Your organization may be liable for the employer’s share of payroll taxes for the duration of the individual’s engagement. You may find yourself owing unpaid unemployment insurance premiums or worker’s compensation premiums. You could be found liable for unpaid overtime, which would entitle the misclassified worker to the overtime itself, liquidated damages in an amount equal to the unpaid overtime, plus fees incurred for the worker’s attorney to litigate the matter. In short, the penalties for misclassification – whether intentional or inadvertent – can far outweigh any cost savings.

To make matters more fraught, recent trends have shown a renewed governmental push to define independent contractor status more narrowly. Historically, courts have applied somewhat ambiguous multi-factor tests to determine the line between an employee and an independent contractor.

In Pennsylvania, for example, courts employ a ten-pronged test to evaluate independent contractor status in most circumstances. Pennsylvania’s Supreme Court has adopted a somewhat-simplified six-part “economic reality” test specific to unpaid wage and unpaid overtime claims. The economic reality test evaluates certain factors – such as the degree of control exercised over the contractor’s work, whether the contractor supplies their own tools for the job, the degree of permanence of the working relationship, and the extent to which the work is an integral part of the employer’s business – to determine whether a worker is truly independent, or if they rely on the employer for their livelihood. These convoluted tests create unpredictable results, sometimes reaching contrary conclusions with only a slight change in the underlying facts.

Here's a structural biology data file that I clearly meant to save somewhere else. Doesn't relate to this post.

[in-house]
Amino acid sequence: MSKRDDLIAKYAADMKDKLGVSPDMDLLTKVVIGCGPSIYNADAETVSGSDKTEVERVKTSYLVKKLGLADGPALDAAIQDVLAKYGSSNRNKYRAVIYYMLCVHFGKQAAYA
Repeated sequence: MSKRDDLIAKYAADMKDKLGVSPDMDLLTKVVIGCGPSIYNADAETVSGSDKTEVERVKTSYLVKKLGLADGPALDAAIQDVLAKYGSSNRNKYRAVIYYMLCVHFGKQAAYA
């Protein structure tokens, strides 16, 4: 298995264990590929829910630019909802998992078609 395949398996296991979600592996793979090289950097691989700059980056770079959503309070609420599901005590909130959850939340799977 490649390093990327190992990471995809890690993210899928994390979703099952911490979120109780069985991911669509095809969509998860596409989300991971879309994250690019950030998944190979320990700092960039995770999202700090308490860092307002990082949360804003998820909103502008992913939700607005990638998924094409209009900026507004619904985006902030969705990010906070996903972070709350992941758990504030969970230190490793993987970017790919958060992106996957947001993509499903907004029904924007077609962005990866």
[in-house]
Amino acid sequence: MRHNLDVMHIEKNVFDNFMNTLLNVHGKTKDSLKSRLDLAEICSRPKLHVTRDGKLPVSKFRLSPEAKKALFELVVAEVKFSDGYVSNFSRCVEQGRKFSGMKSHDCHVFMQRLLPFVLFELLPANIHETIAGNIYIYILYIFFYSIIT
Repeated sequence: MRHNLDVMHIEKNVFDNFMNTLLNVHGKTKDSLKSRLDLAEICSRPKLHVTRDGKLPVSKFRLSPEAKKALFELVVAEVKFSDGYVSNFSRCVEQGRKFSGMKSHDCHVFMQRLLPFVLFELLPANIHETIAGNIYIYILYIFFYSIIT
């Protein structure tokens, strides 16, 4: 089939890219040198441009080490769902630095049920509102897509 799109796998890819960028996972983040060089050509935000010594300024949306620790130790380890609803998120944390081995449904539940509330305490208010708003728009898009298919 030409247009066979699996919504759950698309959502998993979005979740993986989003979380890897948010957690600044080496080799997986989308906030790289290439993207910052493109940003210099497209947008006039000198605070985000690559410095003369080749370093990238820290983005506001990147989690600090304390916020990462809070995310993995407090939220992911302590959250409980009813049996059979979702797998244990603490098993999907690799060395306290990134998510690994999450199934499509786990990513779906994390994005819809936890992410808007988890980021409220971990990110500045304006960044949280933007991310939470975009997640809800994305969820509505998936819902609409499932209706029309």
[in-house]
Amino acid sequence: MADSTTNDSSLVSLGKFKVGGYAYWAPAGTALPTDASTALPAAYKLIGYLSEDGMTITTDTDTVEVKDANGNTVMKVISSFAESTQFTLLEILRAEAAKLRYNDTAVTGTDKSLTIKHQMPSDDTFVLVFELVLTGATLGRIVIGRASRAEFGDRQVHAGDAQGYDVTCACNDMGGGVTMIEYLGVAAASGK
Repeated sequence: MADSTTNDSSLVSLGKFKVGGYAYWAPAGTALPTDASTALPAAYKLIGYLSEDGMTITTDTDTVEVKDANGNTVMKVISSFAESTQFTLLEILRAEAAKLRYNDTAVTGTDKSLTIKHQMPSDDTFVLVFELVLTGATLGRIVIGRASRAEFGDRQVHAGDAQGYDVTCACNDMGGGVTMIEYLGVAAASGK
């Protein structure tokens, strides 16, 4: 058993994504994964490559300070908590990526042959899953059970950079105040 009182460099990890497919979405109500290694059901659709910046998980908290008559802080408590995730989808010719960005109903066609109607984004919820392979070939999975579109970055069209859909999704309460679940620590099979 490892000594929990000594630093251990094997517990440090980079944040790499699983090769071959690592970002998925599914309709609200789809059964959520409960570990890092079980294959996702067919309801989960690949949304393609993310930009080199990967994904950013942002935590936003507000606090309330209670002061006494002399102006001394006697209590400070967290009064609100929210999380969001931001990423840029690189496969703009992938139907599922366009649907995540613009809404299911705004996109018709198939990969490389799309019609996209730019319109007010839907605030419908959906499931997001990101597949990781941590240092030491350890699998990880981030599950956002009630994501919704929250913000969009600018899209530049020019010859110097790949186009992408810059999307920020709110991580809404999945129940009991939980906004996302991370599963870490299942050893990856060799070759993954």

In the face of this unpredictability, all levels of government have begun to reassess how workers are classified. As taxing authorities, governments are motivated to ensure a steady stream of tax revenue with as little effort as possible. Holding employers responsible for payroll taxes and government insurance premiums, such as unemployment or worker’s compensation premiums, significantly reduces the amount of effort taxing authorities need to expend to collect taxes. Think of it this way: it’s much easier to collect taxes from a single business with one hundred employees than to collect taxes from that business and one hundred individual workers classified as independent contractors.